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Jiddhu Krishnamurti (1895 - 1986)


IT WAS EARLY in the morning and the cheerful birds were making an awful lot of noise. The sun was just touching the tree tops, and in the deep shade there were still no patches of light A snake must recently have crossed the lawn, for there was a long, narrow clearing of the dew. The sky had not yet lost its colour, and great white clouds were gathering. Suddenly the noise of the birds stopped, then increased with warning, scolding cries as a cat came and lay down under a bush. A big hawk had caught a white-and-black bird, and was tearing at it with its sharp, curving beak. It held its prey with eager ferocity, and became threatening as two or three crows came near. The hawk's eyes were yellow with narrow black slits and they were watching the crows and us without blinking.

"Why shouldn't I be exploited? I don't mind being used for the cause, which has great significance, and I want to be completely identified with it. What they do with me is of little importance. You see, I am of no account. I can't do much in this world, and so I am helping those who can. But I have a problem of personal attachment which distracts me from the work. It is this attachment I want to understand."

But why should you be exploited? Are you not as important as the individual or the group that is exploiting you?

"I don't mind being exploited for the cause, which I consider has great beauty and worth in the world. Those with whom I work are spiritual people with high ideals, and they know better than I do what should be done."

Why do you think they are more capable of doing good than you are? How do you know they are "spiritual," to use your own word, and have wider vision? After all, when you offered your services, you must have considered this matter; or were you attracted, emotionally stirred, and so gave yourself to the work? "It is a beautiful cause, and I offered my services because I felt that I must help it."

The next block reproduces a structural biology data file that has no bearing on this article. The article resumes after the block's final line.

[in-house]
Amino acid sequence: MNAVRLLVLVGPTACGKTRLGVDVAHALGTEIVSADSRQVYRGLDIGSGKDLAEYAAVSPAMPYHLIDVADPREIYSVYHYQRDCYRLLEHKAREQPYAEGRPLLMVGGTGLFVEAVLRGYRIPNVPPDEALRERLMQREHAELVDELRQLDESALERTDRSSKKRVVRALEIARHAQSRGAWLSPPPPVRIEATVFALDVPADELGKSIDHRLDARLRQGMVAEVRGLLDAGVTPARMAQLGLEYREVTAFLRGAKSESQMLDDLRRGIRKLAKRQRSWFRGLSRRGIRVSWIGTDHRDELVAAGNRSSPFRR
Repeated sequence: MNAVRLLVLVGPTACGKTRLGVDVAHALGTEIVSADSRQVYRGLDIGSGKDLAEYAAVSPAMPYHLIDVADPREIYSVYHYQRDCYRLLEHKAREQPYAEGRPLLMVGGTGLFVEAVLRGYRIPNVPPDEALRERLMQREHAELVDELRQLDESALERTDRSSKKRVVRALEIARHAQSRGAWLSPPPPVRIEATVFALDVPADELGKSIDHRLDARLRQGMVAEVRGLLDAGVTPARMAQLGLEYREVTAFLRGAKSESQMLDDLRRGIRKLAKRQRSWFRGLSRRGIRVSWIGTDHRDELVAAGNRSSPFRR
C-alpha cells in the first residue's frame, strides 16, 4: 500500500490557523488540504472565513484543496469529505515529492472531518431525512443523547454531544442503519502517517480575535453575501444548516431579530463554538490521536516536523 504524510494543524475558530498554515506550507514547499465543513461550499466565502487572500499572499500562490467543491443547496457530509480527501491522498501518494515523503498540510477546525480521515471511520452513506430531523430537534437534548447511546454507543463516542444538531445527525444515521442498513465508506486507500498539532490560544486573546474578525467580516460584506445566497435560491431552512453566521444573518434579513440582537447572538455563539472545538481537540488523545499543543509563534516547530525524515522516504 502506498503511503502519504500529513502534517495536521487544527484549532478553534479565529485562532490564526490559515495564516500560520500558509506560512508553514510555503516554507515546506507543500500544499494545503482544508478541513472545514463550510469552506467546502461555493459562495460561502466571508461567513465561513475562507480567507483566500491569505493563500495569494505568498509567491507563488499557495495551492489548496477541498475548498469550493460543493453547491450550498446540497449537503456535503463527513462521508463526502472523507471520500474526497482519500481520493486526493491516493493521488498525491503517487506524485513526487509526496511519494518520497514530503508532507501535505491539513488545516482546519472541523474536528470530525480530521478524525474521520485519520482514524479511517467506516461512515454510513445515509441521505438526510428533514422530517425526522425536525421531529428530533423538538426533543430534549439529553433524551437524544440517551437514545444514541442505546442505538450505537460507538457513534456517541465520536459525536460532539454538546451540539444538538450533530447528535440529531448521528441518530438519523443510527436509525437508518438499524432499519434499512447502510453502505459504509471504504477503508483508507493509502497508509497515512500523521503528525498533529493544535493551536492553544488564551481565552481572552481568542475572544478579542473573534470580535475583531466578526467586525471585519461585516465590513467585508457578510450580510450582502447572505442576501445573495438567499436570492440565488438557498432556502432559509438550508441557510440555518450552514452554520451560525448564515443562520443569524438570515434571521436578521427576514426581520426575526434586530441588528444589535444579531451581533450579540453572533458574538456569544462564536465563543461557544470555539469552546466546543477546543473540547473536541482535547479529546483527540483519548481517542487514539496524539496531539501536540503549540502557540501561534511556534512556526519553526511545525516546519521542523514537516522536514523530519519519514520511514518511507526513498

You are like those men who join the army to kill or to be killed for a noble cause. Do they know what they are doing? Do you know what you are doing? How do you know that the cause you are serving is "spiritual"?

"Of course you are right. I was in the army for four years during the last war; I joined it, like many other men, out of a feeling of patriotism. I don't think I considered then the significance of killing; it was the thing to do, we just joined. But the people I am helping now are spiritual."

Do you know what it means to be spiritual? For one thing, to be ambitious is obviously not spiritual. And are they not ambitious?

"I am afraid they are. I had never thought about these things, I only wanted to help something beautiful."

Is it beautiful to be ambitious and cover it up with a lot of high-sounding words about Masters, humanity, art, brotherhood? Is it spiritual to be burdened with self-centredness which is extended to include the neighbour and the man across the waters? You are helping those who are supposed to be spiritual, not knowing what it is all about and willing to be exploited.

"Yes, it is quite immature, isn't it? I don't want to be disturbed in what I am doing, and yet I have a problem; and what you are saying is even more disturbing."

Shouldn't you be disturbed? After all, it is only when we are disturbed, awakened, that we begin to observe and find out. We are exploited because of our own stupidity, which the clever ones use in the name of the country, of God, of some ideology. How can stupidity do good in the world even though the crafty make use of it? When the cunning exploit stupidity, they also are stupid, for they too do not know where their activities are leading. The action of the stupid, of those who are unaware of the ways of their own thought, leads inevitably to conflict confusion and misery.